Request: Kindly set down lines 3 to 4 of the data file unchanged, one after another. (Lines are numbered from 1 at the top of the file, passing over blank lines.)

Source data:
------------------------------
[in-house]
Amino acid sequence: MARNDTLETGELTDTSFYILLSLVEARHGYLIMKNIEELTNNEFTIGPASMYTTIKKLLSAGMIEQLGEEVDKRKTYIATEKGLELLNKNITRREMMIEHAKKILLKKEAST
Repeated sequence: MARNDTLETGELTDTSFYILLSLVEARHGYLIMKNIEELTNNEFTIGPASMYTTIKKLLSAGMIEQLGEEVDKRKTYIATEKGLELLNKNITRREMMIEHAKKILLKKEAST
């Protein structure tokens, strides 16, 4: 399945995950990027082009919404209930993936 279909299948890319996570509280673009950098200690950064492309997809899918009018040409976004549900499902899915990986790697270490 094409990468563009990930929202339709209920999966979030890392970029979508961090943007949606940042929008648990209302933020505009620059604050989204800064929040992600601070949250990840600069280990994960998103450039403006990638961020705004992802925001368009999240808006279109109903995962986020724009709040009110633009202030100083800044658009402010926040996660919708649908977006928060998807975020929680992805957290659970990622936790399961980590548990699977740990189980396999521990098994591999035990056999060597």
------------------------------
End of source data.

Repeated sequence: MARNDTLETGELTDTSFYILLSLVEARHGYLIMKNIEELTNNEFTIGPASMYTTIKKLLSAGMIEQLGEEVDKRKTYIATEKGLELLNKNITRREMMIEHAKKILLKKEAST
């Protein structure tokens, strides 16, 4: 399945995950990027082009919404209930993936 279909299948890319996570509280673009950098200690950064492309997809899918009018040409976004549900499902899915990986790697270490 094409990468563009990930929202339709209920999966979030890392970029979508961090943007949606940042929008648990209302933020505009620059604050989204800064929040992600601070949250990840600069280990994960998103450039403006990638961020705004992802925001368009999240808006279109109903995962986020724009709040009110633009202030100083800044658009402010926040996660919708649908977006928060998807975020929680992805957290659970990622936790399961980590548990699977740990189980396999521990098994591999035990056999060597």